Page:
|Publication number||US5005816 A|
|Application number||US 07/352,272|
|Publication date||Apr 9, 1991|
|Filing date||May 16, 1989|
|Priority date||Jun 13, 1988|
|Also published as||DE3820032A1|
|Publication number||07352272, 352272, US 5005816 A, US 5005816A, US-A-5005816, US5005816 A, US5005816A|
|Inventors||Kurt Stemmler, Ludwig Weckop, Egon Marth|
|Original Assignee||Winkler & Dunnebier Maschinenfabrik Und Eisengiesserei Kg|
|Export Citation||BiBTeX, EndNote, RefMan|
|Patent Citations (7), Referenced by (12), Classifications (6), Legal Events (4)|
|External Links: USPTO, USPTO Assignment, Espacenet|
This invention relates to a material interfolder. More specifically, this invention relates to an interfolder with counter rotating folding rollers having a dynamic pressure section connected thereto at the outlet side in order to generate a dynamic pressure by means of the pile to be drawn off consisting of folded cloth.
Interfolders are commonly used to produce interfolded zig-zag shaped cloth like face towels, hand towels or toilet paper made from paper, tissue or similar materials. The material to be processed is fed to the counter rotating folding rollers in the form of widths, cut to individual section lengths, and then interfolded in zig-zag manner. The cloth, having been interfolded, leaves the folding rollers in the form of an endless pile, and is transported, for example, to a repository stand, via a dynamic pressure section. The dynamic pressure section is intended to provide a dynamic pressure of the pile spring on the folding rollers, a requirement for the optimum functioning of the folding rollers. In this regard, the dynamic pressure should be adjusted within certain limits in order to adjust to an optimum value. On the other hand, however, once the adjustment has been determined, the dynamic pressure should remain largely constant, independent of changing characteristics of material or ambient conditions.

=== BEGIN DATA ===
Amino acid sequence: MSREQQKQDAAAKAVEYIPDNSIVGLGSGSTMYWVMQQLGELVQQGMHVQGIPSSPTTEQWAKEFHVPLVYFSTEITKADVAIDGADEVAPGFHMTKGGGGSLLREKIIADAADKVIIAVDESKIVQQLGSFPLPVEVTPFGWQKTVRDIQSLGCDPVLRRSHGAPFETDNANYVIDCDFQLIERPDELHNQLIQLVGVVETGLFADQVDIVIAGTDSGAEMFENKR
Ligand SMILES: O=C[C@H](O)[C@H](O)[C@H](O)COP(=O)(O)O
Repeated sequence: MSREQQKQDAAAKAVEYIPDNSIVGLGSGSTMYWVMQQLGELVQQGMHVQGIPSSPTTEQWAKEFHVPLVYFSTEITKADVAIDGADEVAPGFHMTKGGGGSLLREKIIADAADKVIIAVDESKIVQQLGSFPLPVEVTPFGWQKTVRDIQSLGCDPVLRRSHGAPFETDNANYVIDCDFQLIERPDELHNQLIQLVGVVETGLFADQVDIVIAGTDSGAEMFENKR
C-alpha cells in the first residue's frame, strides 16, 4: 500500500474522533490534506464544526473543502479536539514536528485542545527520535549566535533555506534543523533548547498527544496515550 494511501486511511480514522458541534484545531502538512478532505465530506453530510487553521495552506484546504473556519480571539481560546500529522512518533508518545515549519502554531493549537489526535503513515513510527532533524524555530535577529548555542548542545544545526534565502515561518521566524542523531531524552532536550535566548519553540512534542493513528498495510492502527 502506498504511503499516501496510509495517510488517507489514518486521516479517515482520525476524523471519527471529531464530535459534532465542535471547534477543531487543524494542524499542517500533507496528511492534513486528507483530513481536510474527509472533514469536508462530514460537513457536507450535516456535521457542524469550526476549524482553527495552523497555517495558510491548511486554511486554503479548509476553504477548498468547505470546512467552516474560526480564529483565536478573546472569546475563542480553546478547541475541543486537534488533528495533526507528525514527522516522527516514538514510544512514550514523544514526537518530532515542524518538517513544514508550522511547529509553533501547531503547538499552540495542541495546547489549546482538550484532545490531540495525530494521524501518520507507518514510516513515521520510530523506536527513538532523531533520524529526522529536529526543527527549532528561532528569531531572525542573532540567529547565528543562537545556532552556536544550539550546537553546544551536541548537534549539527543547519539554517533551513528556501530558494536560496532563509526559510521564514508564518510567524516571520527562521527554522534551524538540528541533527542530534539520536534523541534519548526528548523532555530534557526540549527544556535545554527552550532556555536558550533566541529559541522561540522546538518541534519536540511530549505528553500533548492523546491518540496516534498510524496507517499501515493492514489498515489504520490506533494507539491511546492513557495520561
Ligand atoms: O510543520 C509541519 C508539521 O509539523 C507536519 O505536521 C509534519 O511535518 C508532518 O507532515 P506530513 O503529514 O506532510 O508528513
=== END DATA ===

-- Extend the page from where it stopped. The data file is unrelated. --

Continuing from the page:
It has already been proposed that the dynamic pressure section can be designed as an upwardly directed inclined plane of variable slope. This solution suffers from the drawback that, in this configuration, the operation height of the repository stand would also have to be varied. It is currently standard pratice to connect a dynamic pressure section to the outlet side of the folding cylinders of an interfolder, the section being configured as a belt conveyer section. The belt speed can be varied with respect to the operating speed of the folding cylinders. Its drive is derived from the main gear of the machine and provided via an adjustable gear. The cloth folded by the folding cylinders moves up in the form of an endless pile onto the belt, and is conveyed away by the speed of the belt. The dynamic pressure hereby resulting is, for the given strength of the material, independent of the amount of cloth fed to the belts per unit of time, and of the belt conveyor speed. Experience has unfortunately shown that the strength of the widths of material being processed is subjected to considerable fluctuation. This results in dynamic pressure variations which partly exceed permissible rates.
The principal drawback, consequently, of this kind of dynamic pressure generation is that, in order to maintain a passably constant dynamic pressure, trained personnel must constantly monitor and correct the belt speed in order to adjust the changing strength of the material used.
It is therefore an object of the present invention to provide a dynamic pressure section which maintains a one-time adjusted value of the dynamic pressue, independent of the changing characteristics of the widths of material being processed.